Since 2000, Husnu Ozyegin has spent more than $50 million of his own money building 36 primary schools and girls' dormitories in the poorest parts of Turkey. Next to the Turkish government, Ozyegin is the biggest individual supporter of schools in the country - and an official from the Education Ministry has told him that his market share is increasing.
"Not bad," he says in his gruff, cigarette-scarred voice as he pockets his mobile phone. "If I can have an impact on one million Turkish people in the next 10 years, I will be happy."
The global wealth boom has created a new breed of billionaire in countries like Turkey, India, Mexico and Russia. Propelled by their surging economies, robust currencies and globally competitive companies, they have ridden a boom in local stock markets that have reached previously untouchable heights in the past five years. Now, a number of them are using their wealth to bolster their standing and push for social changes.
These entrepreneurs, who have made their billions in private-sector industries like telecommunications, petrochemicals and finance, are distinct from a past generation of international billionaires, most with ties to Middle Eastern oil or valuable land holdings. Not only have they become the richest people in their countries, but rank among the wealthiest in the world.
For these emerging economies, where loose regulation, opaque privatization processes and monopolistic business practices abound, this extraordinary and uneven creation of wealth rivals in many ways the great American fortunes made at the turn of the 20th century. While such countries have long been used to vast disparities between a tiny wealthy elite and impoverished masses, the new elites share some characteristics with their counterparts in the United States.
And just as Rockefellers, Carnegies and Morgans once used philanthropy to sooth the rough edges of their cutthroat business reputations - as have a current generation of wealthy Americans like Bill Gates of Microsoft and Sanford Weill of Citigroup - local billionaires in emerging markets are trying to do the same.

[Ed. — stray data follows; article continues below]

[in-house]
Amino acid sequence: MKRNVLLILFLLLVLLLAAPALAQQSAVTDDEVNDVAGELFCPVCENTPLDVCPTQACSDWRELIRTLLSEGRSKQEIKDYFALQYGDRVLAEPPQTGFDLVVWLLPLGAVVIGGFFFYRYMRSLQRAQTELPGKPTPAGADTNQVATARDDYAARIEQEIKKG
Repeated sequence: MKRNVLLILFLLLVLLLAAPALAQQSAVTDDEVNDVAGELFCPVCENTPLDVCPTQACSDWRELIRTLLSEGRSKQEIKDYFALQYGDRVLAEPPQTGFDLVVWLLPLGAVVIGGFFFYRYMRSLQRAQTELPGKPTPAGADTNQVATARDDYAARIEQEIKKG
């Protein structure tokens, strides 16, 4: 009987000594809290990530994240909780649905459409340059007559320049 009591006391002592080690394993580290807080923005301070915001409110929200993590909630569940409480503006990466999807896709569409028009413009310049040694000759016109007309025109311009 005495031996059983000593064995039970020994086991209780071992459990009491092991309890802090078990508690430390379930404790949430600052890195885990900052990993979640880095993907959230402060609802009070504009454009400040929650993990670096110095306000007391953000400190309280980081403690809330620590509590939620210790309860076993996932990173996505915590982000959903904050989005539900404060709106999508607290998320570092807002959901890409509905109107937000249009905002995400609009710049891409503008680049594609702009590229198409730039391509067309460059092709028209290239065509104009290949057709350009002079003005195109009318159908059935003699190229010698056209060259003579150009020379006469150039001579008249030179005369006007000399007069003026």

Carlos Slim, the telecommunications entrepreneur in Mexico who is worth more than $50 billion, has pledged billions to his two foundations that will target health and education. The richest man in Russia, Roman Abramovich, with a net worth of $18 billion, has channeled more than $1 billion into the poor Arctic province of Chukotka, where he also serves as governor, building schools and hospitals.
To be sure, the sums donated are relatively small in light of the pressing social needs these countries face. But as targeted, return-driven philanthropy has gained in popularity through the efforts of Gates and others, emerging-market billionaires are applying similar bottom-line lessons at home.
"What we are seeing in these countries," Jane Wales, president of the Global Philanthropy Forum, said, "are people emerging from the private sector with tremendous wealth who are attracted to highly strategic philanthropy."
In Turkey, Ozyegin, 62, with a net worth of $3.5 billion, did not secure his wealth by buying government assets on the cheap or by belonging to a rich family with control of a monopoly - two traditional routes to great wealth in the developing world.
As founder of the midtier corporate bank, Finansbank, he cashed in on a rush of interest from foreign financial institutions in Turkish banks last year and sold a controlling stake in his bank to National Bank of Greece, receiving $2.7 billion in cash.
Flush with money and ambition, he decided to do all that he could to lift Turkish educational standards at the primary school and university level.
Sitting in his personal conference room in the Finansbank headquarters, Ozyegin recalls Aug. 18, 2006, the date that the sale of his 49 percent stake officially closed.www.iht.com